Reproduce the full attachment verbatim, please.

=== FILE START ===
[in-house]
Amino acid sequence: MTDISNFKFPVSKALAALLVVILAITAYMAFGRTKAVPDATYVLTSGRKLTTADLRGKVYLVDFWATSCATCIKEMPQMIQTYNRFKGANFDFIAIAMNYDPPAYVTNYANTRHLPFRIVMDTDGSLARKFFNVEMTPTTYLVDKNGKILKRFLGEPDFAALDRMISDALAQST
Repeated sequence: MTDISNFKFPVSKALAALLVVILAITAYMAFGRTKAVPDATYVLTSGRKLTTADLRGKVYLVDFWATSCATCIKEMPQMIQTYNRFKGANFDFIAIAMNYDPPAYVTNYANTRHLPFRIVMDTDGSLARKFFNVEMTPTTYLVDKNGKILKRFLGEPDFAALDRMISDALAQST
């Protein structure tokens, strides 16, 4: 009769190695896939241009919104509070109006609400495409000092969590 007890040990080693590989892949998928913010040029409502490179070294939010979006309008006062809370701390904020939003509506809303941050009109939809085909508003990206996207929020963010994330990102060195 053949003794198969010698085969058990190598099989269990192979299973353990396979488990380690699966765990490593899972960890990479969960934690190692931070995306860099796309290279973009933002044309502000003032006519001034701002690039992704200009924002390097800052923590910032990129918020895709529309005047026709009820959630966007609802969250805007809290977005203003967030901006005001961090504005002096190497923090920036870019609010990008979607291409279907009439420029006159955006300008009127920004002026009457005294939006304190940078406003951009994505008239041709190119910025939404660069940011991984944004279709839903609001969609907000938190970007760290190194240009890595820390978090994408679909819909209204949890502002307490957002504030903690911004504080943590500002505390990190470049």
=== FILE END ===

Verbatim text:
[in-house]
Amino acid sequence: MTDISNFKFPVSKALAALLVVILAITAYMAFGRTKAVPDATYVLTSGRKLTTADLRGKVYLVDFWATSCATCIKEMPQMIQTYNRFKGANFDFIAIAMNYDPPAYVTNYANTRHLPFRIVMDTDGSLARKFFNVEMTPTTYLVDKNGKILKRFLGEPDFAALDRMISDALAQST
Repeated sequence: MTDISNFKFPVSKALAALLVVILAITAYMAFGRTKAVPDATYVLTSGRKLTTADLRGKVYLVDFWATSCATCIKEMPQMIQTYNRFKGANFDFIAIAMNYDPPAYVTNYANTRHLPFRIVMDTDGSLARKFFNVEMTPTTYLVDKNGKILKRFLGEPDFAALDRMISDALAQST
């Protein structure tokens, strides 16, 4: 009769190695896939241009919104509070109006609400495409000092969590 007890040990080693590989892949998928913010040029409502490179070294939010979006309008006062809370701390904020939003509506809303941050009109939809085909508003990206996207929020963010994330990102060195 053949003794198969010698085969058990190598099989269990192979299973353990396979488990380690699966765990490593899972960890990479969960934690190692931070995306860099796309290279973009933002044309502000003032006519001034701002690039992704200009924002390097800052923590910032990129918020895709529309005047026709009820959630966007609802969250805007809290977005203003967030901006005001961090504005002096190497923090920036870019609010990008979607291409279907009439420029006159955006300008009127920004002026009457005294939006304190940078406003951009994505008239041709190119910025939404660069940011991984944004279709839903609001969609907000938190970007760290190194240009890595820390978090994408679909819909209204949890502002307490957002504030903690911004504080943590500002505390990190470049």